When Adam got back from the concert, full of great stories about the experience, I was eager to hear a CD of the show, but he told me that it had deliberately not been recorded because the idea was that this was a very special event and if you were there, you saw and heard something amazing, but that it would… evaporate. Of course Pink Floyd fans being what they are, at least one enterprising fellow made a pretty good audience recording. Here ‘tis as generously shared by the quite wonderful Brain Damage podcast. The show starts about 7 minutes in. It’s pretty amazing.

This incredible event was a tribute to the late Roger “Syd” Barrett, produced by Nick Laird-Clowes (of Dream Academy) with associate producer Joe Boyd (early Pink Floyd’s producer and founder of legendary UFO club in London). Surprise performances from Roger Waters himself with Jon Carin then the entire current Pink Floyd line-up (David Gilmour, Richard Wright, Nick Mason) were absolutely unbelievable!

The numerous other artists performing Syd Barrett’s music included Damon Albarn (Blur/Gorillaz), Chrissie Hynde (The Pretenders), The Bees, Vashti Bunyan, Captain Sensible, Robyn Hitchcock. The house band included Andy Bell (bass, Oasis), Simon Finley (drums, Echo & The Bunnymen) and Ted Barnes (guitar, Beth Orton).  A remarkably fitting tribute to Roger “Syd” Barrett.  Doctored for supersound!


Set 1
1. Show intro
2. Bike - Sense of Sound Choir
3. Flaming - Captain Sensible & Monty Oxymoron
4. Here I Go - Kevin Ayers
5. Oh, What A Dream - Kevin Ayers
6. Baby Lemonade - Nick Laird-Clowes & Damon Albarn
7. Octopus - The Bees
8. The Gnome - Nick Laird-Clowes & Neulander (Adam Peters/Korinna Knoll)
9. Matilda Mother - Mike Heron
10. Golden Hair - Martha Wainwright, Kate McGarrigle & Lily Lanken
11. See Emily Play - Martha Wainwright, Kate McGarrigle & Lily Lanken
12. Flickering Flame - Roger Waters & Jon Carin

Set 2
13. Video presentation
14. Chapter 24 - Gordon Anderson & Sense of Sound Choir
15. The Scarecrow - Vashti Bunyan, Gareth Dickson & Nick Laird-Clowes
16. Love Song - Vashti Bunyan, Gareth Dickson & Nick Laird-Clowes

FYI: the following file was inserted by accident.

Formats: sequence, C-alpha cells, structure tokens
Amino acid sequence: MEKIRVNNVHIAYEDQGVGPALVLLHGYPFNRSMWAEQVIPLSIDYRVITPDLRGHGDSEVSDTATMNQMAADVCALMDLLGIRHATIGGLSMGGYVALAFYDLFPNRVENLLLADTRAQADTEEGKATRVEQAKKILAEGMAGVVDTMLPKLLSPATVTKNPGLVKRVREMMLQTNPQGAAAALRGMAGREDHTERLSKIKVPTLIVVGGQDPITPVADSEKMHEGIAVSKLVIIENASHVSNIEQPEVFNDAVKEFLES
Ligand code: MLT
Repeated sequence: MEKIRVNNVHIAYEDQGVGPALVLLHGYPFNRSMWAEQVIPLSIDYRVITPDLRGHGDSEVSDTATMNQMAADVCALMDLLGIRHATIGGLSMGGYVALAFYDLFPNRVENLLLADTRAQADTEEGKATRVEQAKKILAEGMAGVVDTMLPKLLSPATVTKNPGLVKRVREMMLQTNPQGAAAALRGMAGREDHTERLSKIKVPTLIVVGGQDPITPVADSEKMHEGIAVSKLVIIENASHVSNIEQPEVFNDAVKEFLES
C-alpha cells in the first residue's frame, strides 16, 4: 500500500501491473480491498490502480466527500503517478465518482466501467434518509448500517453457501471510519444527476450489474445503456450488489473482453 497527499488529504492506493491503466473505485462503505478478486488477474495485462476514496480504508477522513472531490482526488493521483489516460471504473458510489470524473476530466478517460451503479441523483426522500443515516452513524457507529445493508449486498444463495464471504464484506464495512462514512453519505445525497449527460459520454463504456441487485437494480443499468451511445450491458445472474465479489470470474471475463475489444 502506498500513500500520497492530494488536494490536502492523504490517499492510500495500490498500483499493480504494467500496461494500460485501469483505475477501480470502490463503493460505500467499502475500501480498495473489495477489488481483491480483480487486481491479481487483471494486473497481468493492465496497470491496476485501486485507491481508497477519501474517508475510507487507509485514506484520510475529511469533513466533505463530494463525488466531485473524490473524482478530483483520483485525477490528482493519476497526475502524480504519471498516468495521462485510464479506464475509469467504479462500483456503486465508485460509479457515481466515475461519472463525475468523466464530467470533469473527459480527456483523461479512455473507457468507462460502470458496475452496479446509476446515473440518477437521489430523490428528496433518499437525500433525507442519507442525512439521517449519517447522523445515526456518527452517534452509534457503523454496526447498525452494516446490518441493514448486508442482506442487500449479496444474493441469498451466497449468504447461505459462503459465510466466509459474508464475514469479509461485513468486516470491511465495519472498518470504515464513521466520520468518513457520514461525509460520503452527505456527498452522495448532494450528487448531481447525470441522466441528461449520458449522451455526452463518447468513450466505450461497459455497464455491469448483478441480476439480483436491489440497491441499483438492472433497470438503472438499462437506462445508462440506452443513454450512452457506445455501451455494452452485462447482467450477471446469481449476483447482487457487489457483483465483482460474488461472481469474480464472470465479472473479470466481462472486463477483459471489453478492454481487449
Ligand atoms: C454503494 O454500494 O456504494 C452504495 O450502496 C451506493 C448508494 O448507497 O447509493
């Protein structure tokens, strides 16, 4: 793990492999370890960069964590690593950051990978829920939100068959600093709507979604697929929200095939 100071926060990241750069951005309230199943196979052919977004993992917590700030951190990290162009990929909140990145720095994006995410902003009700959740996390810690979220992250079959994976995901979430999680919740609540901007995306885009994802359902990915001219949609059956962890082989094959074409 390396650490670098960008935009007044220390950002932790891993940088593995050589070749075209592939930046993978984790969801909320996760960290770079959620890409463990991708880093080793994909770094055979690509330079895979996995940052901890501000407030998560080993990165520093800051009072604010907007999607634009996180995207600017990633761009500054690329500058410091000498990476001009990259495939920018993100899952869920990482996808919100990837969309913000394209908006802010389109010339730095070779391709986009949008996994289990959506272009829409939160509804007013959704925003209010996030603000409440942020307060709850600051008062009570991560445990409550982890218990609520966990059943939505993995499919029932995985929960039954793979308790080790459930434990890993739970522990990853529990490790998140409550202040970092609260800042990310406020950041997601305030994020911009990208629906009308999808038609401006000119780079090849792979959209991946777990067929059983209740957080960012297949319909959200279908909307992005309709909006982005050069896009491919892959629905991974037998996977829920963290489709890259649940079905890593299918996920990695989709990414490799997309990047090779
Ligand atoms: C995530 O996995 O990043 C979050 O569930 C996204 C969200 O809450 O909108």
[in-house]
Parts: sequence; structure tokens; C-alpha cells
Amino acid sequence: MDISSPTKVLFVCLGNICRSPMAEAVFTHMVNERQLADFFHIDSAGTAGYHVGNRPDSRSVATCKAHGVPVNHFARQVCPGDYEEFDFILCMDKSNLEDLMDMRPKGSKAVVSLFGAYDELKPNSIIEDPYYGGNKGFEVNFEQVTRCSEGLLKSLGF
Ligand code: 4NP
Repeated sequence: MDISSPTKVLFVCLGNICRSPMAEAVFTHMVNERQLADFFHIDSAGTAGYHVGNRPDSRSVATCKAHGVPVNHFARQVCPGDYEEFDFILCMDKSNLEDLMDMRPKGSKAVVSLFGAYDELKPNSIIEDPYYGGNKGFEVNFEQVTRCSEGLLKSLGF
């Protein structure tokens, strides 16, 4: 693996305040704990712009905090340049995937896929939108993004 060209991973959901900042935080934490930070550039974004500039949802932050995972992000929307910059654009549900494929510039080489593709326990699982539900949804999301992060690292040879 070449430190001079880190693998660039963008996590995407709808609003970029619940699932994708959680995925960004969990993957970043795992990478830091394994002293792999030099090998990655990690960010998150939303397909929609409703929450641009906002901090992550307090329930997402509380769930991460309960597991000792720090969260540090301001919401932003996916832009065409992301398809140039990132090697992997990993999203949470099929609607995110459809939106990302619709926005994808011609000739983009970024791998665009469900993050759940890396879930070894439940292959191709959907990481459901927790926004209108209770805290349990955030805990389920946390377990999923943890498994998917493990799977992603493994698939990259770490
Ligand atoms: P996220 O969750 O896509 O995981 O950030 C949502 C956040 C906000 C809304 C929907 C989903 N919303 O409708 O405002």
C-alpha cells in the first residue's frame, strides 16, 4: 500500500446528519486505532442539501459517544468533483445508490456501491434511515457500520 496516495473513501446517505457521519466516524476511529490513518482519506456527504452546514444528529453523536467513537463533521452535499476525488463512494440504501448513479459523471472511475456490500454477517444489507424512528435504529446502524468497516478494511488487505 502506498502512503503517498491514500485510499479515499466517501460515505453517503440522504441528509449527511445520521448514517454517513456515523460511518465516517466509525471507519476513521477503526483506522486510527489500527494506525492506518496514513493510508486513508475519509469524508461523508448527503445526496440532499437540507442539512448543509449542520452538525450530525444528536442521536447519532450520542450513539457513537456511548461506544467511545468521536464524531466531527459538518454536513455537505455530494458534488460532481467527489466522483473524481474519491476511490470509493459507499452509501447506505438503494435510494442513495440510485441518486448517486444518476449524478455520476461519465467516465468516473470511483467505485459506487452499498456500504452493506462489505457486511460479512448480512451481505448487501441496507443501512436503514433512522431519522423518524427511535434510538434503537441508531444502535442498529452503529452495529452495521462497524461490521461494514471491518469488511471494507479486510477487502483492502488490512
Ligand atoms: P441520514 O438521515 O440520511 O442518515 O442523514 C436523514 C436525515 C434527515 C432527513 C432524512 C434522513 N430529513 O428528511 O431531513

17. Ian Barrett - Talking about his uncle Roger “Syd” Barrett
18. The Word Song - Damon Albarn, Kate St. John & David Coulter
19. Astronomy Domine - Captain Sensible & Jon Carin
20. Terrapin - Robyn Hitchcock
21. Gigolo Aunt - Robyn Hitchcock, John Paul Jones & Ruby Wright
22. Dark Globe - Chrissie Hynde & Adam Seymour
23. Late Night - Chrissie Hynde & Adam Seymour
24. Joe Boyd - Talking about Roger “Syd” Barrett and organising the show
25. Arnold Layne - David Gilmour, Nick Mason, Richard Wright
26. Jugband Blues from video presentation
27. Bike - Jam Session with all musicians (except for Roger Waters)

Below, what would be the final performance by Pink Floyd. David Gilmour, Rick Wright and Nick Mason play “Arnold Layne” with Jon Carin (keyboards, vocals) and Andy Bell from Oasis (bass guitar).

Roger Waters and Captain Sensible videos after the jump…

Posted by Richard Metzger | Discussion
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Siamese Dream: Billy Corgan on the cover of a cat magazine
08:33 am


Billy Corgan

I’m posting this for no other reason than here’s Billy Corgan on the cover of a cat magazine!!!

Corgan sure loves his cats, wrestling and starring in local Chicago commercials for the Walter E. Smithe furniture company!

Below, Corgan shilling for the furniture store in 2013:

via Boing Boing

Posted by Tara McGinley | Discussion
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Heavy metal T-shirts transformed into heavy metal quilts
01:14 pm


heavy metal

Skull Kontrol
A San Francisco-based artist named Ben Venom (nice name!) cuts up heavy metal t-shirts and turns them into fantastic handmade quilts on general themes that are pretty heavy metal in their own right. He also does the same thing with motorcycle t-shirts (not pictured here).

Hard to make out any specific logos…. I do spot Red Fang, Manowar, and King Diamond. Pausing the video at bottom makes it much easier—also saw Metallica, Kreator, Ozzy, Pantera, Death, and AC/DC.

Can you spot any others?

In to the Sun

Tools of the Trade

Killed by Death / Strange Case of Mr. Wolfman and Dr. Death
More after the jump…

Posted by Martin Schneider | Discussion
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‘Lucretia MacEvil’: Blood, Sweat & Tears tear the house down, 1971
12:46 pm


Blood, Sweat & Tears